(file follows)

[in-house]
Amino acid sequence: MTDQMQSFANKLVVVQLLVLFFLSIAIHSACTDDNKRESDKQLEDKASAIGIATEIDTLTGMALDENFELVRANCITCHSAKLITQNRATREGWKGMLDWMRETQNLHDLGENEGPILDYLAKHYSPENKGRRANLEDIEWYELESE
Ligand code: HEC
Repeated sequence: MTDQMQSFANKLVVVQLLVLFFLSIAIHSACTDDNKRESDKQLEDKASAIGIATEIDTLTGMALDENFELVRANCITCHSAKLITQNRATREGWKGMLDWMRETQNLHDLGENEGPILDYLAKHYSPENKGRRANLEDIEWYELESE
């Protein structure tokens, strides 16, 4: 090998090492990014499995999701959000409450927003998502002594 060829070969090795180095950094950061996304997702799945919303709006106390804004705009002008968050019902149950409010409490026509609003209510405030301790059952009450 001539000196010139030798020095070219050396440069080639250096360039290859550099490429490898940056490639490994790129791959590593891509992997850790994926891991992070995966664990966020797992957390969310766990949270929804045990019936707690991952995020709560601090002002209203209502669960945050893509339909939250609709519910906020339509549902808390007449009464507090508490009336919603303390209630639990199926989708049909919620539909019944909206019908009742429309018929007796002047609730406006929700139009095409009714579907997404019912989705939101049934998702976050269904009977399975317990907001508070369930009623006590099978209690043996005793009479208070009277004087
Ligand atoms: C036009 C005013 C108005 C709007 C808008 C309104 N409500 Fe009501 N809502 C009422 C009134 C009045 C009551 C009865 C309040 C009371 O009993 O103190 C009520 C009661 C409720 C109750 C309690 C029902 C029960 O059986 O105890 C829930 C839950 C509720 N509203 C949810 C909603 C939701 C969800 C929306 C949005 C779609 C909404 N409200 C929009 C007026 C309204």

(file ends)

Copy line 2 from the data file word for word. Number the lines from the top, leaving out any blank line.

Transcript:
Amino acid sequence: MTDQMQSFANKLVVVQLLVLFFLSIAIHSACTDDNKRESDKQLEDKASAIGIATEIDTLTGMALDENFELVRANCITCHSAKLITQNRATREGWKGMLDWMRETQNLHDLGENEGPILDYLAKHYSPENKGRRANLEDIEWYELESE